Like ThredUp, Swap is an online consignment store. After you send in used clothes and toys and games, Swap will sell them for you. However, they may reject your items, in which case you'll either have to pay a fee to get your things back or donate them. But assuming you're sending in clothes and toys that people will want to buy, your odds of selling them should be good. As for how much you can make, the website explains that if something is priced for less than $10, you'll get a 30% credit to buy something from Swap.com -- or 20% of the sale price back in cash. If your item sells between $10 and $20, you'll earn a 50% credit or 40% back in cash. If it sells for more than $20, you'll receive a 70% credit or 60% cash.
If you have an old cellphone or another device (think iPads and computers), you can sell your electronics here. The website will give you a cash offer for your device. If you agree, you'll be sent packaging materials. Gazelle pays the shipping costs, and you'll wait for a check in the mail, a gift card to be sent or cash transferred to your PayPal account. You may not make a fortune, but it's better than letting an unused device collect dust on a shelf -- and far better for the environment to sell it than toss it in a landfill.
This is a popular site for selling gift cards. Maybe some of the gift cards you got last Christmas have sat around unused, and you don't think you'll ever use them. Well, tell Cardpool what you have, they'll make you an offer and if you agree, you can exchange it for cash or, ironically, another gift card. Keep in mind, the site only accepts cards with a value of $25 or more (with a cap of $1,000).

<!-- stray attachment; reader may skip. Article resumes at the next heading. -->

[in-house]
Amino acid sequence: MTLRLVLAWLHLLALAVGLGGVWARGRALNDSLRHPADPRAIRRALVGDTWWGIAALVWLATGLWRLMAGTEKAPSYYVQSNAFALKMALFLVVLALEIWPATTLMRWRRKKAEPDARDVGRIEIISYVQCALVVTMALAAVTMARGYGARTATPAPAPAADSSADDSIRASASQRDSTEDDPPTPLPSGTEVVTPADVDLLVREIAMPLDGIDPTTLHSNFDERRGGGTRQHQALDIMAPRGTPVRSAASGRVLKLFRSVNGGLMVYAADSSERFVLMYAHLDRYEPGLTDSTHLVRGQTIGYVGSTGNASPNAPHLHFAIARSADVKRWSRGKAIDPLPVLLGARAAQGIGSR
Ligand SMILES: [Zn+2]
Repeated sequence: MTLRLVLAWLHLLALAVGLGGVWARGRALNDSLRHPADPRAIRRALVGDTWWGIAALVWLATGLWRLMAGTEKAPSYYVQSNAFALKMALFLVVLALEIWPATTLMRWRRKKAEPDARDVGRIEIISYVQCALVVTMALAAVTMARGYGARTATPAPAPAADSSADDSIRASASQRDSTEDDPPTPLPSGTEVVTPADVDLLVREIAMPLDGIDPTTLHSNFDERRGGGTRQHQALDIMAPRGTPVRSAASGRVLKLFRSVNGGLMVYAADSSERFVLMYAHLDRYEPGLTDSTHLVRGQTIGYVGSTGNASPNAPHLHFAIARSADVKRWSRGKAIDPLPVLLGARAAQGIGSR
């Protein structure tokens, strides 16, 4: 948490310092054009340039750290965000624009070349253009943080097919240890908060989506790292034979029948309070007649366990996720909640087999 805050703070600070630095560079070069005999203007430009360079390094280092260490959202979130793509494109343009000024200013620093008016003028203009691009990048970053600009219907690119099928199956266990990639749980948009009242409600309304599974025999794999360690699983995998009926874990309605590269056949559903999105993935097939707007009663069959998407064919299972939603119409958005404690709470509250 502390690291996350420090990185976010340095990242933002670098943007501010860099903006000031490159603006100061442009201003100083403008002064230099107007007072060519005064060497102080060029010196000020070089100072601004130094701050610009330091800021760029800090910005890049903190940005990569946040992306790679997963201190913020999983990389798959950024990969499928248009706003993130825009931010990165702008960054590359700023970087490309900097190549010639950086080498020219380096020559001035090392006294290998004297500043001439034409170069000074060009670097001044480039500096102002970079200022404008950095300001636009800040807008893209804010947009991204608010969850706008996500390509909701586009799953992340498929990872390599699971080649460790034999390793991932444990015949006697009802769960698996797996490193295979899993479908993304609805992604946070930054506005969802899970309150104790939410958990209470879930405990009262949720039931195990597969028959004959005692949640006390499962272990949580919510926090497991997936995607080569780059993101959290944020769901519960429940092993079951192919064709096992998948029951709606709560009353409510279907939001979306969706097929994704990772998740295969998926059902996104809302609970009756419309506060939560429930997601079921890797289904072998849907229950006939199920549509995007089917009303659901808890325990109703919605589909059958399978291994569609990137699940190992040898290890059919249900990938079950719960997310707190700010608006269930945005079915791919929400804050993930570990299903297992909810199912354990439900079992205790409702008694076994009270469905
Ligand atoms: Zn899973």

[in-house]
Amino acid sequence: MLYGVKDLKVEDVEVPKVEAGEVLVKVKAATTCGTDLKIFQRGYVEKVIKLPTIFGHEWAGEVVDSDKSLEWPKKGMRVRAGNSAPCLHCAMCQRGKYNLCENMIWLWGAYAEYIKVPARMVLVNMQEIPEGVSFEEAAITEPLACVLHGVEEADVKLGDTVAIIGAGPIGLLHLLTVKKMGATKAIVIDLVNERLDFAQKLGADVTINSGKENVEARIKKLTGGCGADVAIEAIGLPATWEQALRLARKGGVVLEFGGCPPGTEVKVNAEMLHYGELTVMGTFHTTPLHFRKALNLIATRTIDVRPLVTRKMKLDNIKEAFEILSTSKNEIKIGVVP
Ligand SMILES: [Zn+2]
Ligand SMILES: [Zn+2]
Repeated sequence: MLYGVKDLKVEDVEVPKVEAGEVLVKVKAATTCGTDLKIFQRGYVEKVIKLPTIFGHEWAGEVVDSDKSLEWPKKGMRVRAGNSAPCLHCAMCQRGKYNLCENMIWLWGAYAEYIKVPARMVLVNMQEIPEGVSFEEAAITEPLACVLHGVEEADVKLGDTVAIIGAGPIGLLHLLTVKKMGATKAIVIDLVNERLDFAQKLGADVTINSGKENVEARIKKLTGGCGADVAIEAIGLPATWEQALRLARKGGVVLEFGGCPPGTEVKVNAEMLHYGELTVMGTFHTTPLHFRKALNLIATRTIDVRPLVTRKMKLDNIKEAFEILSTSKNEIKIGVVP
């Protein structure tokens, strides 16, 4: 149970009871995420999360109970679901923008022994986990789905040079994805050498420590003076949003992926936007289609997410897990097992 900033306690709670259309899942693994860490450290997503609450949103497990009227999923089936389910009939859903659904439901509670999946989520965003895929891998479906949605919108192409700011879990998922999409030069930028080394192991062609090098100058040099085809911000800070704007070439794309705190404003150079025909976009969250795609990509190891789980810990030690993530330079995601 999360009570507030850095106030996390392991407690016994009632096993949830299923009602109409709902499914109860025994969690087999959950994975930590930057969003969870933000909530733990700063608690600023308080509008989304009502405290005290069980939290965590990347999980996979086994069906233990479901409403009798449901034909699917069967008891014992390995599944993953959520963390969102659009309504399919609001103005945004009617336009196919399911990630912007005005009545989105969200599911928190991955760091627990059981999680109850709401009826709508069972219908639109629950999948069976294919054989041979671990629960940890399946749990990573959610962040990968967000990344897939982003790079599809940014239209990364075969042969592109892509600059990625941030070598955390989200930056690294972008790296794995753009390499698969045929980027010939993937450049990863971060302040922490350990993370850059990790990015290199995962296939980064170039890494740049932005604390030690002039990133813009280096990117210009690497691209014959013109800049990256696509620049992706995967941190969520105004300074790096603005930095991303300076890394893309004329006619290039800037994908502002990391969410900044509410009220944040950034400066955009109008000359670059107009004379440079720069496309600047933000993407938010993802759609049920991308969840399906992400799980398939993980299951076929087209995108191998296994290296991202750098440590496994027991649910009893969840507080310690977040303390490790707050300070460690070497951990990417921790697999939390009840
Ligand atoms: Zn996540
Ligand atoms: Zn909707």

If you don't have the energy to hold a yard sale, OfferUp may be the next best thing. After you take a picture of what you have and put down a price, hopefully somebody nearby will see it online, love it enough to buy it, send you a note and you'll meet -- in a public place, OfferUp's website recommends -- and you can get your cash for whatever you're selling.
You might wonder how this is different than selling on, say, the ever-popular Craigslist. Some users claim that it's an easier site to post on, probably because if you download the app, you can instant message buyers and sellers, and members have profiles, so you can get a better sense that people are who they say they are. If somebody has earned badges that OfferUp gives out, that's also a good sign that they're considered a trusted, reputable seller on the website. Nevertheless, you'd still do well to use common sense and buy and sell OfferUp items in public places rather than at someone's home.
Do you have storage space in your house? Or maybe an empty garage or storage shed? You could sign up to Neighbor.com and offer to store your neighbors' stuff. It's sort of like Airbnb for the self-storage industry. You don't pay a dime and set your own prices. The person who rents your space from you will pay Neighbor.com a service fee for getting the two of you together. And on the plus side, if this goes well, now you have incentive to clean out your attic or garage.
Merch by Amazon
John Frigo, an affiliate manager for a website called MySupplementStore.com, says he often makes money on the side, creating designs for T-shirts. He sells on Merch by Amazon as well as other platforms.
You probably won't get rich. For instance, Merch by Amazon offers examples of royalty prices, and for a T-shirt that sells for $15.99, the royalty would be $2.21. Still, once the hard work -- designing the piece -- is done, it's easy money, according to Frigo.
"Graphic designers can upload T-shirt designs and at that point it's pretty much entirely passive, and you're paid a royalty for every one of your designs that sell -- but you don't have to handle returns, do any customer service or ship anything," Frigo says. "Just upload your designs and get paid."